LET’S GO TRACKING IN THE JURASSIC: FOSSIL FOOTPRINTS OF SOUTHERN AFRICA
Associate Professor Emese Bordy, Department of Geological Sciences, University of Cape Town
Tuesday 10 January
COURSE FEES R110
The Karoo’s world-famous rocks provide a record of environmental change in the deep past from land of ice during glacial conditions to a land of fire that was covered by extensive sheets of lava flows. The youngest Karoo rocks are Jurassic and document the early evolution of dinosaurs and mammals in the form of skeletal remains and trace fossils, ichnofossils. These include trails, footprints, trackways and burrows of animals, which are essentially the petrified behaviour of an organism. The exceptional diversity of Jurassic fossils allows not only the identification of unique prehistoric animals, but also a rare insight into the intricate behaviour of ancient animal communities that lived in the Karoo around 200 million years ago.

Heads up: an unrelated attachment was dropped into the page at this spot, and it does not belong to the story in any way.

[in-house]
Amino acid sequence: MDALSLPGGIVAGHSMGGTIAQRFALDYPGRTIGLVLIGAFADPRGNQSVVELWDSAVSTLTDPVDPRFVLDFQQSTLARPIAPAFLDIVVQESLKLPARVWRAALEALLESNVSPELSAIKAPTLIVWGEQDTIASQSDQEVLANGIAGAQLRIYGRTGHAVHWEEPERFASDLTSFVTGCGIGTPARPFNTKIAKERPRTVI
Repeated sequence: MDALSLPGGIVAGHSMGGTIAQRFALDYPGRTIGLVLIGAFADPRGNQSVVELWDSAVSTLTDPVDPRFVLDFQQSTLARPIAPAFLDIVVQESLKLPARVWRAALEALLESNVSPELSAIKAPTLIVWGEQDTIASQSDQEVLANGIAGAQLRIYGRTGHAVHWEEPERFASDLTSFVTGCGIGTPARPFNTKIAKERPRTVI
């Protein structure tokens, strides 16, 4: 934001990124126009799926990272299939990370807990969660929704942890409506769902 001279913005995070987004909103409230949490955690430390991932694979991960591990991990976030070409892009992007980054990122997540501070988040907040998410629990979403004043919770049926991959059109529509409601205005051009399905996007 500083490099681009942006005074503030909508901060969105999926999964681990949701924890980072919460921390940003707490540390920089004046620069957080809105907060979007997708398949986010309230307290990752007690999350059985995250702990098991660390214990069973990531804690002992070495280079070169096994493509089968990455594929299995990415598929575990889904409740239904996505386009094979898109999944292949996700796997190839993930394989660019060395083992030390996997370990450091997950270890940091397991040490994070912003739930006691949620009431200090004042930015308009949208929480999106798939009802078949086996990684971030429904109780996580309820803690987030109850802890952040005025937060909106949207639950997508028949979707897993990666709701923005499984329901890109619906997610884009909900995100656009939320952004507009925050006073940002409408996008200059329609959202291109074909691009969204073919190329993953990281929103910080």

This lecture will show how simple, but meticulous field observations of rock features can be powerful in reconstructing the behaviour and living conditions of long-gone creatures, including some of the renowned dinosaurs of southern Africa.
McCarthy, T. and Rubidge, B. 2005. The Story of Earth and Life – A South African Perspective on a 4.6 Billion Year Journey. Cape Town: Struik.
MacRae, C. 1999. Life etched in stone: fossils of South Africa. Johannesburg: Geological Society of South Africa.